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Putting a happy face on benefits coverage

Putting a happy face on benefits coverage

Insurance is there in case of calamity, providing immediate coverage and longer-term peace of mind. Lydia Jilek, who is vice president of employee benefits innovation, thought leadership and private exchange strategy at Voya Financial Inc., writes that the industry could benefit by being less blunt.

I have worked in the employee benefits, or “ancillary insurance,” industry for nearly 10 years and have seen the market evolve, in many ways for the better.

We've created products that make a difference in an individual's or family's ability to plan, invest and protect their finances for a better retirement.

Disability coverage in particular allows for employees to have a stream of income if they are unable to work, so can avoid drawing down retirement investments and working longer than they had planned. Critical illness and accident coverage also allow employees to cover costs associated with a serious health event while continuing to save for retirement on a monthly basis.

As health care costs continue to rise, we see employee benefits filling a void for employers and employees looking to offset costs and safeguard their financial futures. Today, 95% of private U.S. businesses with at least 100 employees offer insurance benefits.

Though our products are consumer-friendly, many of their names are not. The old adage with insurance products is that they are not bought by, but sold to, customers. Perhaps that's because they have names such as disability, critical illness or accident insurance. After all, is it surprising that customers aren't clamoring for products that remind them of illness or injury or worse?

On the other hand, the more neutral homeowners, automobile and even health coverage don't have the same baggage. And, while only 1% of U.S. domestic pets are covered by pet insurance, employees often inquire about the cost, which starts between $20 and $30 but can skyrocket dramatically depending on breed, age and several other factors.

Accentuate the positive

Aren't products that help protect your financial future just as important as those that insure your home, pet or automobile? Of course. But coverage that highlights the positives — your home, your good health, etc. — is more appealing than those that emphasize the negatives, such as death, sickness or injury.

Some naming conventions arise from regulatory requirements, which came up while working on a product launch. Despite our best efforts to create a name that focused on the positive purposes of the product, we could not alter the name because of state and federal requirements. For instance, we're unable to characterize disability insurance as income or paycheck protection because of specific state requirements.

Notwithstanding these restrictions, insurers and brokers need to determine how best to convey the value of these coverages in a way that is meaningful to consumers without being too blunt.

So, what's the plan?

Beyond adhering to all regulations in regard to naming and disclosure, we do have flexibility.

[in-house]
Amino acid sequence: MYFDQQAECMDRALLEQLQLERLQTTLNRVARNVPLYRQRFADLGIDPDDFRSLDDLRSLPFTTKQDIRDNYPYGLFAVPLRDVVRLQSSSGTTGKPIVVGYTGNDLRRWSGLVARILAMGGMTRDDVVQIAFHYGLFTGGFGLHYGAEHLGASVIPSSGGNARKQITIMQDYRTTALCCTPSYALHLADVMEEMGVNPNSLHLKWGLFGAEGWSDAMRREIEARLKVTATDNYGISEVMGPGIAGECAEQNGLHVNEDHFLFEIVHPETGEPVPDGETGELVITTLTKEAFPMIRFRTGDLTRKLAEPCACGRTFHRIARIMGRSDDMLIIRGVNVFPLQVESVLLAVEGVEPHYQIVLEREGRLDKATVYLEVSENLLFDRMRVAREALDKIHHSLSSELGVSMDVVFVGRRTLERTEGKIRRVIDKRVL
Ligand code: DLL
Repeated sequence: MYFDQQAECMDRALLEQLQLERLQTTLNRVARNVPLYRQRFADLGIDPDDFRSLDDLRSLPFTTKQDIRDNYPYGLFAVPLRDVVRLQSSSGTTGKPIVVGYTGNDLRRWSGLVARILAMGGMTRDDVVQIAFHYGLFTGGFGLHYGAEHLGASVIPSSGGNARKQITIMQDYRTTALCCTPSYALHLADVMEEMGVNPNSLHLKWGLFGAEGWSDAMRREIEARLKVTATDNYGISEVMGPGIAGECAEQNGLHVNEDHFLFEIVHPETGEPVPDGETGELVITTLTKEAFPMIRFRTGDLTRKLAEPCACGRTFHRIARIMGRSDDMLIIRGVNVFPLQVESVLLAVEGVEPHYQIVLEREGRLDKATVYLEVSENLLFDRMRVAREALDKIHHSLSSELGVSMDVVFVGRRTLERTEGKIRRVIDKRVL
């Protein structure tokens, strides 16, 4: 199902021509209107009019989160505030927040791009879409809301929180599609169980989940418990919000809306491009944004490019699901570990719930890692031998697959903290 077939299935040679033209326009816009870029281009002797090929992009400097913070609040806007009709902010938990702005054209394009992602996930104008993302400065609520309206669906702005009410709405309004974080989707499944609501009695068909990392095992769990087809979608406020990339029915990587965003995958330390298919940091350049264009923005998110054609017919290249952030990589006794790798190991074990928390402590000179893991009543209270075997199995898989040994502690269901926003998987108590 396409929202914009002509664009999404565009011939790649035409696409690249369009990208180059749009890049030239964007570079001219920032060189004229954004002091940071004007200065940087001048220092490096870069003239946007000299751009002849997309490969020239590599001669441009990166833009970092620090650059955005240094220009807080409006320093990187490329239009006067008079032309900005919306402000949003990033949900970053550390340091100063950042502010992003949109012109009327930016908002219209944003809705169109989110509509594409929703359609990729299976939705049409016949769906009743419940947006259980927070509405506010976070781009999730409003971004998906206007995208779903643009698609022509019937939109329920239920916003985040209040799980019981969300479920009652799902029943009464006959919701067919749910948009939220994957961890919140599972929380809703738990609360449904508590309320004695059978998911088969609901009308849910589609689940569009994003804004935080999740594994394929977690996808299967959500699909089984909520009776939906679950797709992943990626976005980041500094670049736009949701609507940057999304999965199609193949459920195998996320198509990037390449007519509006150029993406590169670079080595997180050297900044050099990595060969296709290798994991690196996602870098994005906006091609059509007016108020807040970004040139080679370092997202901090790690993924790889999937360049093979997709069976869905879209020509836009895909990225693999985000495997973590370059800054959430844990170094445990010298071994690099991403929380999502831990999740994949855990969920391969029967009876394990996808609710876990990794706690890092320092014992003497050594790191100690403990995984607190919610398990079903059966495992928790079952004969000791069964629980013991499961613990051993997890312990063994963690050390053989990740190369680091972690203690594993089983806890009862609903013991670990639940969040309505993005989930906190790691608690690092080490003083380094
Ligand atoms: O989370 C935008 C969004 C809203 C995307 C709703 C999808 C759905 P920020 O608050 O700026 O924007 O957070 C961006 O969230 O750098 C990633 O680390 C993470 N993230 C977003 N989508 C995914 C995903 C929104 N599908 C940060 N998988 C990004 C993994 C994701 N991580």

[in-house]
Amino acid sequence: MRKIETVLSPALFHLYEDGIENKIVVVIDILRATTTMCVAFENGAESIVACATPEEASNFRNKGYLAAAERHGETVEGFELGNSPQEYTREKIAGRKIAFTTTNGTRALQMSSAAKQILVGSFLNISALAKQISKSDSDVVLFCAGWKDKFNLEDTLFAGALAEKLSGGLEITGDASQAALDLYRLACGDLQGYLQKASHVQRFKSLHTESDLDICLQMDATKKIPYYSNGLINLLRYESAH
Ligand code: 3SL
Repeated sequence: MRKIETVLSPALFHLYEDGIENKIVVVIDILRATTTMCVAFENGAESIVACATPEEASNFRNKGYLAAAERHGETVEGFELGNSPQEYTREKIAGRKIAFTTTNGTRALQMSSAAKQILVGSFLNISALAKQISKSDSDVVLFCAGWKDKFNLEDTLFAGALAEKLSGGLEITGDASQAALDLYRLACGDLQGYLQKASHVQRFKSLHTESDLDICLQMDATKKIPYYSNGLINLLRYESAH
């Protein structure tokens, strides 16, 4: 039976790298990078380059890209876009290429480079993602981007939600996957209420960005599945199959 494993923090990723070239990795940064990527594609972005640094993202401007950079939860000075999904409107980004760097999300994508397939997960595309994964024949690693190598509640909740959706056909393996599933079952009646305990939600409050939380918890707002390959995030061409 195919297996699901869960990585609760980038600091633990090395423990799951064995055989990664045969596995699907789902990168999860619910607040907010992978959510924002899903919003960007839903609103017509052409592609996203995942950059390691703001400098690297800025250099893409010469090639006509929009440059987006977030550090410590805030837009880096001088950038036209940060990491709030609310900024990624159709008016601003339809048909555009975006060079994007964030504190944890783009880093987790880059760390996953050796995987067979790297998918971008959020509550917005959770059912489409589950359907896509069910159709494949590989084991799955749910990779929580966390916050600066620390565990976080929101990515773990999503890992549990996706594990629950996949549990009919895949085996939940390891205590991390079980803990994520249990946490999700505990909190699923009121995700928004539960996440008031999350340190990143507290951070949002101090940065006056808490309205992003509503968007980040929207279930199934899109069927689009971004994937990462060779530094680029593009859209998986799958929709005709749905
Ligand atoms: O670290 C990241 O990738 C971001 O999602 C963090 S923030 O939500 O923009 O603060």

Let's look at disability insurance. Rather than highlighting the “disability” element, the focus should be on income and lifestyle protection — on peace of mind.

Providing real-life examples or testimonials from individuals and families who have benefitted from these products can also cast them in a better light.

A little humor also goes a long way. For instance, a commercial for the National Flood Insurance Program shows a family sitting calmly in the living room as flood waters rise around them. Of course, no one would react this way, but it conveys a powerful message — that things will be all right — in a much less frightening manner than showing a home with peeling drywall, mold and high water marks.

So, let's challenge ourselves, our marketing teams and our compliance partners to take a step back and remember that, in the end, these messages are designed to educate consumers about the benefits of our products, not the doom and gloom from which our products could protect them.

Carriers and brokers can do this by focusing on the tangible outcomes and benefits of having life insurance — children graduating from college or a spouse paying off the mortgage, for example.

By involving compliance and legal partners early on in development discussions, we can create messages and materials that adhere to regulatory requirements while underscoring the value of the product.

As an industry, we need to continue to beat the drum about ancillary insurance products and their ability to support Americans in their retirement planning.

In the wake of an unexpected health event, these products can help cover monthly expenses and alleviate a significant financial burden.

Increased preparedness for retirement starts with a better understanding of financial solutions, and we have the ability to provide that education to our customers.

Lydia Jilek is vice president of employee benefits innovation, thought leadership and private exchange strategy at Voya Financial Inc. Contact her at 612-342-3088 or

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